Third-year law students Mia Ulery and James Walsh (right) with their client Wendell Fields (middle), Commissioner of B-Buzz Baseball League in Cleveland.
For over 20 years, B-Buzz Baseball League taught team-building, hard work and dedication to hundreds of Cleveland boys, preparing them to be community leaders, businessmen, lawyers, doctors and athletes.
Then in the 1980s, the league fizzled out. The young players grew up and went to college. They lost touch with each other, and the tradition shattered.
Thirty years later, Wendell Fields decided to bring the boys of summer back for an alumni game, and 60 players showed up. With fond memories and lifelong passions for the sport, the former players decided to join forces and resurrect the league. Fields, who is now league commissioner, enlisted the help of Case Western Reserve University School of Law students and faculty at the Milton A. Kramer Law Clinic to establish a nonprofit, 501(c)(3) organization.
“We will never have that lapse again,” Fields said. “We wanted to set it up the right way.”
Working under the guidance of Professor Matt Rossman, who heads the law school’s Community Development Clinic, third-year law students Mia Ulery and James Walsh worked through the process. They learned that the state of Ohio had previously recognized the league as an unincorporated nonprofit association, and the students had to first determine how to change the association to a corporation. The distinction meant that B-Buzz Baseball could apply for federal 501(c)(3), tax-exempt status and legally seek tax deductible donations — a major factor in increasing the nonprofit’s sustainability.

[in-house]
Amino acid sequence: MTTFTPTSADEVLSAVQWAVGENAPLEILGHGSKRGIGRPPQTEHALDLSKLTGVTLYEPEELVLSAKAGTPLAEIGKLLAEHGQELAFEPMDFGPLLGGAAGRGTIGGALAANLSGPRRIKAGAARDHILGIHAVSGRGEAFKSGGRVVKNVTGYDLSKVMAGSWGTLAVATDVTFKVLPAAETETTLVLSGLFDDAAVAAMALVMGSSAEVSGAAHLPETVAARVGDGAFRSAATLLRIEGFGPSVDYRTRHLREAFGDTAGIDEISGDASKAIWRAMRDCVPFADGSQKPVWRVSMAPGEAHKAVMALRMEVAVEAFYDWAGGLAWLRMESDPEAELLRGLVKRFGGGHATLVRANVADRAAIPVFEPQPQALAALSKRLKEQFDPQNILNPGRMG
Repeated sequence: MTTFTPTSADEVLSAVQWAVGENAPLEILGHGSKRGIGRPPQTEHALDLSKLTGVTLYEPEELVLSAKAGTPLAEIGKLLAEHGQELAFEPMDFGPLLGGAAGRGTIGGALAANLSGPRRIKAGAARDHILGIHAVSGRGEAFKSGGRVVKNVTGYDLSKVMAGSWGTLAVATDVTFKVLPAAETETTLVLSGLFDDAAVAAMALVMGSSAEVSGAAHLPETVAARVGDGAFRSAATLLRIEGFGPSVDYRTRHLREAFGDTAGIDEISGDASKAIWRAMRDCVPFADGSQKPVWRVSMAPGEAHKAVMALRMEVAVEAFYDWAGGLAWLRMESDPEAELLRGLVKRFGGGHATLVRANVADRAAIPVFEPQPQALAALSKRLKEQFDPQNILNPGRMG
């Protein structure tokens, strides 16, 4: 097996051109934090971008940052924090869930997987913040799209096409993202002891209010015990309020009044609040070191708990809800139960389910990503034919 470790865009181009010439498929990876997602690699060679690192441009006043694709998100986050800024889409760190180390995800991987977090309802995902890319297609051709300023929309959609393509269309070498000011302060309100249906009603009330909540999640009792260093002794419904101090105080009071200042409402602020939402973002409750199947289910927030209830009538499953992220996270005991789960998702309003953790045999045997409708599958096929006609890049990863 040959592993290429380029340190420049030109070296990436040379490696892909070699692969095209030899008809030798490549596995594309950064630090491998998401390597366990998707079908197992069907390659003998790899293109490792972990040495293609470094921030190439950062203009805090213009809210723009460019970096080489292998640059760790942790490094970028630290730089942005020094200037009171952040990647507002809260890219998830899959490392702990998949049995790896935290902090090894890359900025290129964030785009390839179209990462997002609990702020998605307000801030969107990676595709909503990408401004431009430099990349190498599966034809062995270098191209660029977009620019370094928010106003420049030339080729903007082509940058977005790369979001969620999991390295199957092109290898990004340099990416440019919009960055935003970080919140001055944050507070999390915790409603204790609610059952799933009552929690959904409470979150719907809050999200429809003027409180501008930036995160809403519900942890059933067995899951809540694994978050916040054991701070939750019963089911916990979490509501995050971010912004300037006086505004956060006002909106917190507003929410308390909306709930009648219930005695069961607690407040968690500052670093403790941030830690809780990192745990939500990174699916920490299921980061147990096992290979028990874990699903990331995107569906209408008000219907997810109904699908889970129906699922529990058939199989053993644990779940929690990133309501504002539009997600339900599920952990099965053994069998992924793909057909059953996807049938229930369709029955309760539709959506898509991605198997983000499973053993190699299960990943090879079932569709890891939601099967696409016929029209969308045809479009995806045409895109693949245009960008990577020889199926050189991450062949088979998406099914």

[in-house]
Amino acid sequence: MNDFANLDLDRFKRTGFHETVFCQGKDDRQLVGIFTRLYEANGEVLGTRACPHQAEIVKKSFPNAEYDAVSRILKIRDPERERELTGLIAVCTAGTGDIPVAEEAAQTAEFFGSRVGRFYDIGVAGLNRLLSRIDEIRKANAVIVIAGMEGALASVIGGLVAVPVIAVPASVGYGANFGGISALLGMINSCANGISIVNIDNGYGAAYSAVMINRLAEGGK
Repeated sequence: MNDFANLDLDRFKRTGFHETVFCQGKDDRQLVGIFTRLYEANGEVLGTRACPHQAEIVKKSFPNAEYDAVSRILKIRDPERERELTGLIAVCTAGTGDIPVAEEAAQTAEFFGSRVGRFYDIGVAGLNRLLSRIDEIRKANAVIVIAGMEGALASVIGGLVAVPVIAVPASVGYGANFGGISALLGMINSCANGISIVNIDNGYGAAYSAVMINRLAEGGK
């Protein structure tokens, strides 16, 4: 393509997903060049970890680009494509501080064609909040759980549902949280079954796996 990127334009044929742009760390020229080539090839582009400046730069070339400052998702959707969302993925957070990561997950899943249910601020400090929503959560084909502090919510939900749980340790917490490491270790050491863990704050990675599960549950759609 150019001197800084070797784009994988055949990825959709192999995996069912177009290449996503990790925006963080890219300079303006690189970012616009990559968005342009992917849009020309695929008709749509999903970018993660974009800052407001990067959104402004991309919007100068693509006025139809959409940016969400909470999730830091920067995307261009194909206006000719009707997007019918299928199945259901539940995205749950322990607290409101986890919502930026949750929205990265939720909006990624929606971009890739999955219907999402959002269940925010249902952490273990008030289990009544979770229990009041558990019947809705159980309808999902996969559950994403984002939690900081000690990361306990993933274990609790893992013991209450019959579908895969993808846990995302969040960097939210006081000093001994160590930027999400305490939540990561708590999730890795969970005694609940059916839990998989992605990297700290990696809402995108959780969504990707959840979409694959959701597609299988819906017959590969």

“We had to do a lot of background research on what the statutes actually say,” said Ulery, who joined Wendell on Cleveland Channel 5’s news show “Kaleidoscope” to talk about the league.
In addition to preparing B-Buzz’s 501(c)(3) application, the students counseled Wendell and his team through their initial board meeting and adopting a code of regulations.
“These guys have been very informative,” Wendell said of the students. “They are working me through it, and keeping me in line.”
Although it was previously a boys-only league, B-Buzz now accepts both boys and girls. Wendell created three sets of plans for the league — one to tackle immediate needs, another for three years into the future and a third that detailed the league’s goals five years out.
The students also made sure the league followed the guidelines established by Little League Baseball, so future teams would be in compliance with the regulations of the Little League World Series in Williamsport, PA.
B-Buzz Baseball already has a long list of top achievers. The league boasts professional athletes among its old rosters, including former L.A. Dodger Craig Thompson and former NFL player Desmond Howard. Mayor Brad Sellers of Warrensville Heights, Ohio, is a B-Buzz alumnus, as well as business owners and CEOs, including Daryl Z. Laisure of Zin Technologies and Brian Greshman of Take5 Rhythm & Jazz.
“We are most proud of who we’ve become after baseball,” Wendell said.
The students are already looking ahead at their own futures, too. Ulery will be an associate at Frantz Ward LLP in Cleveland, and Walsh will be an attorney at Benesch’s Cleveland office.
The students said they never established a 501(c)(3) before and were grateful for the experience of representing a client, working with a team and learning from their professor.
“Matt is the greatest. He is an excellent teacher. And to dovetail on that, Wendell is an excellent client,” Walsh said. “I feel a lot more comfortable with the legal process. We know what we need to research and what to expect from state agencies.”
The Community Development Clinic is one of the law school’s six clinics, in which 3L students work full-time for a semester or part-time for two semesters as part of the school’s nationally recognized experiential education capstone program.
For more on B-Buzz Baseball, visit bbuzzbaseball.org